WebRings And Blockchains. Can this 1990s discovery model power the decentralised web?

My previous article ‘Decentralising Facebook with Blockchains and Userfeeds’ received a lot of interest from the community and many thoughtful responses in the comments.

I have to confess that that using ‘Facebook’ in the title was a bit provocative on my side. The goal was to introduce the idea of userfeeds in a somewhat tangible way and Facebook is always a great target to aim at when talking about decentralisation :)

But the main idea behind ‘userfeeds’ is more general:

how can we rethink the existing discovery models on the internet using the blockchain?

Bitcoin proved it’s possible to exchange monetary value online without third parties, so can we apply the same model to exchange attention online? (exchange links, traffic etc)

Discovery is extremely centralised today with Google and Apple running their respective app stores, Google running Search , Amazon being the key discovery platform for products, YouTube for videos etc. The key element of social platforms such as Facebook or Reddit is also discovery.

We’ve already explored the disadvantages of closed data platforms and the need for the more open and participatory architectures in the previous article.

So let’s look into potential applications of the ‘userfeeds’ — the decentralised discovery networks based on the idea of WebRings.

Back to the 1990s — the WebRings

Some of you might remember the pre-Google era of the Internet. There was an interesting concept that emerged at that time — the WebRing.

So what is a WebRing?

Quoting Wikipedia:

“A webring (or web ring) is a collection of websites linked together in a circular structure, and usually organized around a specific theme, often educational or social. They were popular in the 1990s and early 2000s, particularly among amateur websites.”

https://en.wikipedia.org/wiki/Webring

The value proposition of webrings was to help website owners to get more targeted traffic to their sites. For users, webrings helped to discover more websites from the niche they were interested in. In the pre-Google era, this was a great way to discover new sites from the same category and many sites grouped together to exchange traffic within the ring.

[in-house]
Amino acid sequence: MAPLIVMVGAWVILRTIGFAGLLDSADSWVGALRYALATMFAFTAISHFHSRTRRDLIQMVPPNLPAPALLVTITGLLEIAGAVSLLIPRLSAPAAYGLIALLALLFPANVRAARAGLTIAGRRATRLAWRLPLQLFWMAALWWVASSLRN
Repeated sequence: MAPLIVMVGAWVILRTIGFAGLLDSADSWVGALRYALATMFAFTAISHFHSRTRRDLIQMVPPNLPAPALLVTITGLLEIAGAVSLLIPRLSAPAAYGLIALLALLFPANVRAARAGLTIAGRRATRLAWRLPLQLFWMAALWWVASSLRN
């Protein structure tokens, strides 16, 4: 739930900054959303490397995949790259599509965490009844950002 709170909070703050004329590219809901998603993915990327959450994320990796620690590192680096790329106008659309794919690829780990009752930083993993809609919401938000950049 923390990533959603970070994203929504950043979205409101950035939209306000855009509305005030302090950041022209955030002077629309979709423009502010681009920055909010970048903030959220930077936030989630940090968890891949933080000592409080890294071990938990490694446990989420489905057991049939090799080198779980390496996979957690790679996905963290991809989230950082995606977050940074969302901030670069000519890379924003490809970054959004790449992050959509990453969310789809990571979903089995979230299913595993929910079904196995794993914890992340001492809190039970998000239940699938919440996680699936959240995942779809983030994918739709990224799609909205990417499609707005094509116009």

Webrings required an operator called the RingMaster who was a moderator of the ring and a dedicated server to host the webring.

WebRings were one of the first discovery models for sites when the web was still in its infancy and much more decentralised than it is today. In a way, WebRings were a decentralised and a bott0m-up method of curating the Web before Google’s robots entered the game.

So why this still could be relevant in 2015?

My hypothesis is that the webring idea combined with the blockchain+userfeeds could form a basis for decentralised discovery networks.

Users would announce their actions of joining, leaving or forming the Ring on the blockchain and in userfeeds they control.

Ring Owners wouldn’t have to run the infrastructure anymore (the blockchain would take care of that), they would be just a specified roles on the blockchain responsible for maintaining the Ring.

This could be especially attractive for the creators of:

  • bots (Slack, Messenger, Telegram)
  • mobile apps
  • Virtual Reality worlds

that would allow them collaboratively build alternative discovery mechanisms competitive to centralised stores. (BotRings, AppRings, MetaverseRings? )

There’s lots of potential for experimentation with voting and monetary exchange within and between Rings. For example: participants of the rings would vote to accept new joiners or a joining fee could be split between the existing members.

It’s one of the potential applications of Userfeeds that’s really exciting and we’ll be looking into it in more detail.

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